Now, some of the foreseeable necessary extensions:

int sjIsMath( unsigned char * mbc )
The plethora of math and logic symbols in JIS. Returns byte count.

int sjIsUnit( unsigned char * mbc )
The plethora of unit symbols in JIS, but not system specific extensions like m2. Does not include kanji. Returns byte count.

int sjIsQuote( unsigned char * mbc )
The plethora of quoting and parenthetic characters in JIS. Returns byte count.

int sjIsKanji( unsigned char * mbc )
All the proper kanji characters. Returns byte count.

int isNumberKanji( unsigned char * mbc )
All the number kanji, including the special ones used, for example, on currency and bank notes. Returns byte count.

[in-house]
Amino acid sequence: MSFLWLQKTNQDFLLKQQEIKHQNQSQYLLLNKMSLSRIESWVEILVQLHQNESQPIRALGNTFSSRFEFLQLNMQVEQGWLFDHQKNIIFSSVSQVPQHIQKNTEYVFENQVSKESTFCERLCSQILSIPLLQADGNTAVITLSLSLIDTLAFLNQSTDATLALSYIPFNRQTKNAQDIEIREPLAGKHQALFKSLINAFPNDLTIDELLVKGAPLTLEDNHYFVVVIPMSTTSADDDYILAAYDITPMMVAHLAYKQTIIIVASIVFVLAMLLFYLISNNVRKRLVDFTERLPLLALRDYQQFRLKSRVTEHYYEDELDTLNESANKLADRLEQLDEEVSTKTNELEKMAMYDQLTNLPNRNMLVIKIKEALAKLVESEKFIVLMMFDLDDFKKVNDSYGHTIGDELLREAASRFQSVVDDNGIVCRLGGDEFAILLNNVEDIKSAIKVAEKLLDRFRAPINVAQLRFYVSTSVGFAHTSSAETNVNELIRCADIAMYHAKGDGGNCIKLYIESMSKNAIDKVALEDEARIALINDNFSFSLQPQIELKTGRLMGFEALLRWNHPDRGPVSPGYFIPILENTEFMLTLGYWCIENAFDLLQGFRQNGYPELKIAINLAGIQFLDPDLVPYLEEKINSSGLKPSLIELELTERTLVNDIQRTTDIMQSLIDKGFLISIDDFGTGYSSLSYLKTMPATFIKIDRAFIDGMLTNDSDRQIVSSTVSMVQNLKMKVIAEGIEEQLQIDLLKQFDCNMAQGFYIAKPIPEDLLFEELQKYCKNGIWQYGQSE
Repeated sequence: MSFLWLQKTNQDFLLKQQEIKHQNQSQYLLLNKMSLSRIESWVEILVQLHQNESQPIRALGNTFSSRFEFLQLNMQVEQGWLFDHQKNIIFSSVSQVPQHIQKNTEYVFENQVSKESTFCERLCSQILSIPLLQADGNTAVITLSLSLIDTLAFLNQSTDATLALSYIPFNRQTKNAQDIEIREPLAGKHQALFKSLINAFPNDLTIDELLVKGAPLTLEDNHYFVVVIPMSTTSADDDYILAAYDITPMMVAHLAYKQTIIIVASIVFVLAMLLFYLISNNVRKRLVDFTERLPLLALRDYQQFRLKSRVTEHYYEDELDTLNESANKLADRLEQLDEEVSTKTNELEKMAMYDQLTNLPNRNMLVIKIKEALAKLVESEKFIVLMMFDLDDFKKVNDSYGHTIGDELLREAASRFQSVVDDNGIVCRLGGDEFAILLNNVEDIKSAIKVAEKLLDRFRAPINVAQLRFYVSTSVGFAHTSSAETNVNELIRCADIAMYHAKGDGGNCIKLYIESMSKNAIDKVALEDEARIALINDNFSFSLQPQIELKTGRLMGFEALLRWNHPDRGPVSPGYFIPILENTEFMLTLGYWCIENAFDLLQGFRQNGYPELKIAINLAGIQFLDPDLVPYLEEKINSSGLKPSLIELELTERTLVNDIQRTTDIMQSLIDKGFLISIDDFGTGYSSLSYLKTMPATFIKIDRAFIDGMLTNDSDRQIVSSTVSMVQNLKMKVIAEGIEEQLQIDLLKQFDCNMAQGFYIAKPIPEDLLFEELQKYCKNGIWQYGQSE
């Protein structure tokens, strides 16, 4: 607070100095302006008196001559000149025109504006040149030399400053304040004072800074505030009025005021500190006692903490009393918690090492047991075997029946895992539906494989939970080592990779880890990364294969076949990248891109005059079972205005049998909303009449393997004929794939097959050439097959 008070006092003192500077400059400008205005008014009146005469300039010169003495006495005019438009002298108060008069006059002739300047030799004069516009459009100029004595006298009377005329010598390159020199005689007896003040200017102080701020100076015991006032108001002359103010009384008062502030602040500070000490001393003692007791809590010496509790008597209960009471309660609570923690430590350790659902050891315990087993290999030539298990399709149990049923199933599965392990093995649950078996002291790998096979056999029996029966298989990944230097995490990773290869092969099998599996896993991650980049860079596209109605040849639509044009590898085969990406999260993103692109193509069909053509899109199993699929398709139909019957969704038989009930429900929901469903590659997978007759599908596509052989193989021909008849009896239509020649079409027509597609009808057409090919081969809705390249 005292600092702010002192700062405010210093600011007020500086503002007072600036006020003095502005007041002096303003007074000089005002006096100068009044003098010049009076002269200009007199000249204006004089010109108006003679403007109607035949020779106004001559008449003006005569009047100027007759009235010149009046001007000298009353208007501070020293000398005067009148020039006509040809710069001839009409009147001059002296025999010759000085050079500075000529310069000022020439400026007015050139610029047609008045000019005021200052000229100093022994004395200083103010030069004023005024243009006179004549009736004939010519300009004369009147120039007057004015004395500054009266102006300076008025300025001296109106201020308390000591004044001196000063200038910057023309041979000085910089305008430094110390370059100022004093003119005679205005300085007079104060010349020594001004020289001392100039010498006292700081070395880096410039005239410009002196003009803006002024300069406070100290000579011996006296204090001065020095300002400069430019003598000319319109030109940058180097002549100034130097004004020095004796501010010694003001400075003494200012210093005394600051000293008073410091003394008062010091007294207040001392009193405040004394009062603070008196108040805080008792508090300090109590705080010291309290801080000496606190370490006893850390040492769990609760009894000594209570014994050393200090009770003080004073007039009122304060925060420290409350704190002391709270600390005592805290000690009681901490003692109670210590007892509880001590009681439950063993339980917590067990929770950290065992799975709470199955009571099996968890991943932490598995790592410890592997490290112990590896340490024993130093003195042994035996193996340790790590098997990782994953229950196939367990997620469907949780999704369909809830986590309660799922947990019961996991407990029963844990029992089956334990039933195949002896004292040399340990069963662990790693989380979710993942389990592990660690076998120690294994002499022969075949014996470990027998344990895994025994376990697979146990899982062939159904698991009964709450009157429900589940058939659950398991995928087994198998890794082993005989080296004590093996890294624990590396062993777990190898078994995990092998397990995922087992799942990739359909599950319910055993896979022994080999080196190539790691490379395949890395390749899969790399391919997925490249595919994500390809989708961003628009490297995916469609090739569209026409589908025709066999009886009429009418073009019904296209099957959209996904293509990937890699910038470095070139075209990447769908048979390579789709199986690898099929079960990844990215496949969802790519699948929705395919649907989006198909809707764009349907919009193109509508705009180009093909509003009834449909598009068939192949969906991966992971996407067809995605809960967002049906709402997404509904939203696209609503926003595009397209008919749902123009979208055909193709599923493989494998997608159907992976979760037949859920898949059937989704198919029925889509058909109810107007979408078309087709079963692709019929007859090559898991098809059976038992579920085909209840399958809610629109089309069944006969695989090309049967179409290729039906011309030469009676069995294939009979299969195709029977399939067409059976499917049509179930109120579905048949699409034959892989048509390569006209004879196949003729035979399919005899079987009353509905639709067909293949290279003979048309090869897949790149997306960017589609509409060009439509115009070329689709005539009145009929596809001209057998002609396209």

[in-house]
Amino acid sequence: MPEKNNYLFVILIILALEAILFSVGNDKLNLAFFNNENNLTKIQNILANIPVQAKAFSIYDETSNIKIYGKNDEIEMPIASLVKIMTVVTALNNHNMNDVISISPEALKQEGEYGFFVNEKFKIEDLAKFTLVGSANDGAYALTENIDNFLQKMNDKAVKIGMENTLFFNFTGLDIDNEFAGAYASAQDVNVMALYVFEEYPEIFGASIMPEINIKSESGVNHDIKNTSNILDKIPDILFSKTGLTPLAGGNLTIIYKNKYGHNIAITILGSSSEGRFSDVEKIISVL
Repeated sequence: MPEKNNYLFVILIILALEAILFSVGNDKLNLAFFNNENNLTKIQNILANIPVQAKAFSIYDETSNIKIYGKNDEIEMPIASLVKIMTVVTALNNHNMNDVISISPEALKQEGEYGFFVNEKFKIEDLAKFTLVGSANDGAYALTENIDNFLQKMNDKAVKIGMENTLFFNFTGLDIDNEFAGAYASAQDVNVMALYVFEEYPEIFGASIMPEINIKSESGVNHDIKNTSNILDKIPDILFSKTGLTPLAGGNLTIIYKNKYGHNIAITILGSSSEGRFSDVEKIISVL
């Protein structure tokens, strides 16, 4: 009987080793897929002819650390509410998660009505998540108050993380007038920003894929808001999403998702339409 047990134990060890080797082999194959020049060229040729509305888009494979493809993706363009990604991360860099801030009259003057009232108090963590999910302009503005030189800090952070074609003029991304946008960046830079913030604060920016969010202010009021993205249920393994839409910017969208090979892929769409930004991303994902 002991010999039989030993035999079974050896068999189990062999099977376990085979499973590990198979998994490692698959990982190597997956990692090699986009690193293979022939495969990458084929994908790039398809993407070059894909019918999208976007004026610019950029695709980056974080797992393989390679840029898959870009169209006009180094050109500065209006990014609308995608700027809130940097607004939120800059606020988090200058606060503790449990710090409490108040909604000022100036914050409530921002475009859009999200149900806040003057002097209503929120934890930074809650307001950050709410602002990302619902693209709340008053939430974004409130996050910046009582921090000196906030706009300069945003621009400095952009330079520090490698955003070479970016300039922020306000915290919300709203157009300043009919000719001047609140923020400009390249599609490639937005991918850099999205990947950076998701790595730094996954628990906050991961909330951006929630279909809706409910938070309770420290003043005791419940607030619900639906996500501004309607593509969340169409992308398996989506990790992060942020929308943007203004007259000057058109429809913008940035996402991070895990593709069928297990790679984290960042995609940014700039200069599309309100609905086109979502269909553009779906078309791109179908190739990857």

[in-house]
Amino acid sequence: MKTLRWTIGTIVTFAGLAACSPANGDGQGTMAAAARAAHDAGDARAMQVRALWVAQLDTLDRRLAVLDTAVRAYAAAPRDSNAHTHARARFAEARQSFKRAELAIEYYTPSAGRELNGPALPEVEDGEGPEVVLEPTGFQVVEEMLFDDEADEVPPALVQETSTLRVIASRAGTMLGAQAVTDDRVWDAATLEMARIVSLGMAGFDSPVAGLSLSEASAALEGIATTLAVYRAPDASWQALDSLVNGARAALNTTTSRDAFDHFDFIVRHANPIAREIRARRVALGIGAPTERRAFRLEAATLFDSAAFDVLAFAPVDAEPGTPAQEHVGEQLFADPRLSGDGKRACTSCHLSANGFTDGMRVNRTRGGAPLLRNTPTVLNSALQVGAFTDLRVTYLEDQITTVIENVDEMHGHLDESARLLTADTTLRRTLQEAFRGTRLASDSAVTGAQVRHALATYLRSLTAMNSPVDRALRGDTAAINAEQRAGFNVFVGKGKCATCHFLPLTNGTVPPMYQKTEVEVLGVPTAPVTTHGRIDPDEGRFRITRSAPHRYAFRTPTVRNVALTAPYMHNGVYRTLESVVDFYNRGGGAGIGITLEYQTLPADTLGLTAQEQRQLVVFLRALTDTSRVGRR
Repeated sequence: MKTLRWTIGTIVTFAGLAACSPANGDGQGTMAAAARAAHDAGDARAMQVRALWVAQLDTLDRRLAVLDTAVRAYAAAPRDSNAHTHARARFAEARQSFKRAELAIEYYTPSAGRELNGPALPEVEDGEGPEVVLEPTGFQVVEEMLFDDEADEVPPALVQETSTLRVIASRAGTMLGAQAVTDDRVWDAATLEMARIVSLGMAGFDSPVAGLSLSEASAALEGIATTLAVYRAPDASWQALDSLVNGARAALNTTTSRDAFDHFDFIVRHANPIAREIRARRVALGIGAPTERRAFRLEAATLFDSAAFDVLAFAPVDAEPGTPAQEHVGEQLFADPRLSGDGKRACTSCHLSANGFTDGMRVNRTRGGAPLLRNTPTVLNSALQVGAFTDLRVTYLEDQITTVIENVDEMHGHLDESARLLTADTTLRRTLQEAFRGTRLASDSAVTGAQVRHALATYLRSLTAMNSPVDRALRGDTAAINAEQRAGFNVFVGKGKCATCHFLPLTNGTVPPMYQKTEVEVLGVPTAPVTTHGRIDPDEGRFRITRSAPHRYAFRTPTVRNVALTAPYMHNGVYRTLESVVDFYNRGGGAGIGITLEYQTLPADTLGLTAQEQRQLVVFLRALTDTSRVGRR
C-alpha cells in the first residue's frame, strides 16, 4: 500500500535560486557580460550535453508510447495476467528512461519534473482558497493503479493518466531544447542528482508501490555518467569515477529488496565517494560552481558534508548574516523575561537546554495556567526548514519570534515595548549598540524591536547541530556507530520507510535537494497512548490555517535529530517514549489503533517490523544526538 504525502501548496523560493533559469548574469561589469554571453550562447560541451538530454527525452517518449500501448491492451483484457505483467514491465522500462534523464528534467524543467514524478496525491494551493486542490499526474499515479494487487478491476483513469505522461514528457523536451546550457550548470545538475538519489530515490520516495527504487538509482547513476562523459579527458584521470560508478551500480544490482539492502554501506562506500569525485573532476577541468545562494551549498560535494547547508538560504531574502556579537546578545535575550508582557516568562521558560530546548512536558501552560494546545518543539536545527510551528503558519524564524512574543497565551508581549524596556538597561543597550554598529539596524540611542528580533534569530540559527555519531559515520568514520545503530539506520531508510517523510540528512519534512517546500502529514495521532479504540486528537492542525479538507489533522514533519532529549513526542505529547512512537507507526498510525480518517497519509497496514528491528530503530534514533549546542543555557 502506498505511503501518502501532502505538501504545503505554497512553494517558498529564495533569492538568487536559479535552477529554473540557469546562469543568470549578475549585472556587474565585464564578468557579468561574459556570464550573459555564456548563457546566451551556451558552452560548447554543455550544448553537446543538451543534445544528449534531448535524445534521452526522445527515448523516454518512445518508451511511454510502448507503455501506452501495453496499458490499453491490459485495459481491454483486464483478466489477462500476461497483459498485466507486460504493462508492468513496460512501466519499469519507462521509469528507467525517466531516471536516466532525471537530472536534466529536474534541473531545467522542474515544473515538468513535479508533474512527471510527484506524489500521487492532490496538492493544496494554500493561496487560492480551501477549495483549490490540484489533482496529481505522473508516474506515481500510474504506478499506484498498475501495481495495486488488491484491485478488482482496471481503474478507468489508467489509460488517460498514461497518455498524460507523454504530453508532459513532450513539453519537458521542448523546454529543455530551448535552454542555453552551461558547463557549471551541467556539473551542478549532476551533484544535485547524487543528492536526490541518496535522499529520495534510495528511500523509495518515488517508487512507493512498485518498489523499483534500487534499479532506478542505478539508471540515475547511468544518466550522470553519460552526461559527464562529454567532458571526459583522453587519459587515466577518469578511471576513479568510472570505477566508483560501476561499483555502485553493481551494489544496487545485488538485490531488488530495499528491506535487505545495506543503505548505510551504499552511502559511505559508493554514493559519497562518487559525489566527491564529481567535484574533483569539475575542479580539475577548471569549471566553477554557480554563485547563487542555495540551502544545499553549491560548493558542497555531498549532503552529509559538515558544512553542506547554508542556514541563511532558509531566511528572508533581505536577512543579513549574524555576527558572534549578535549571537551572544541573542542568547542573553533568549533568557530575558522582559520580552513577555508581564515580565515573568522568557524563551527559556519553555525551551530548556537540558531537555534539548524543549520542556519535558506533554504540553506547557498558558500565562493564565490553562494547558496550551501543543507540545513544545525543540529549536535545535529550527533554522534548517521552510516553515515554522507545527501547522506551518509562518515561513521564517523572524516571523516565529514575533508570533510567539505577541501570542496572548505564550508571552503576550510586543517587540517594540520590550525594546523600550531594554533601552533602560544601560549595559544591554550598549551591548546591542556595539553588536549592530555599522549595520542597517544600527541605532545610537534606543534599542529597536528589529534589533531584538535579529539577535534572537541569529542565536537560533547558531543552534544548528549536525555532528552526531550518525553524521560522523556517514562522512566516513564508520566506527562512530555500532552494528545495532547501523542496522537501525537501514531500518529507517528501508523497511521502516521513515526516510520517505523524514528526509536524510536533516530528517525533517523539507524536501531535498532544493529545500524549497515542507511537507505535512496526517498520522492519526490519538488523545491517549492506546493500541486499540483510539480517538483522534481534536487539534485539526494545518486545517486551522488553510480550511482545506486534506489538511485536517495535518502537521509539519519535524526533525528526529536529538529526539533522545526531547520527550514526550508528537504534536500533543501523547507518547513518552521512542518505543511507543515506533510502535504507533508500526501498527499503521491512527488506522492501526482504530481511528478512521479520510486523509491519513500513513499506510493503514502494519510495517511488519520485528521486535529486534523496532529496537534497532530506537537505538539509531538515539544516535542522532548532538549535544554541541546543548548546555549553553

int sjIsKana( unsigned char * mbc )
All the katakana and hiragana characters, including the one byte katakana. Also including the free-standing voicing and plosive symbols, dakuten and handakuten. Returns byte count.

int sjIsKata( unsigned char * mbc )
All the katakana, including the SJIS one byte katakana, but not the free-standing voicing and plosive symbols, dakuten and handakuten. Returns byte count.

int sjIsHira( unsigned char * mbc )
All the hiragana, not including the free-standing voicing and plosive symbols, dakuten and handakuten. Returns byte count.

int sjToKata( unsigned char * mbcin, unsigned char * mbcout )
Converts hiragana to katakana. Returns byte count converted or zero.

int sjToHira( unsigned char * mbcin, unsigned char * mbcout )
Converts katakana to hiragana, where possible. Moves the unconvertable katakana as they are. Does not convert the one byte katakana. Returns byte count converted or zero.

int sjTo16Kata( unsigned char * mbcin, unsigned char * mbcout )
Converts the one byte katakana to two byte katakana. Round trip sjTo16Kata() -> sjTo8Kata() should be guaranteeable. Returns byte count converted or zero.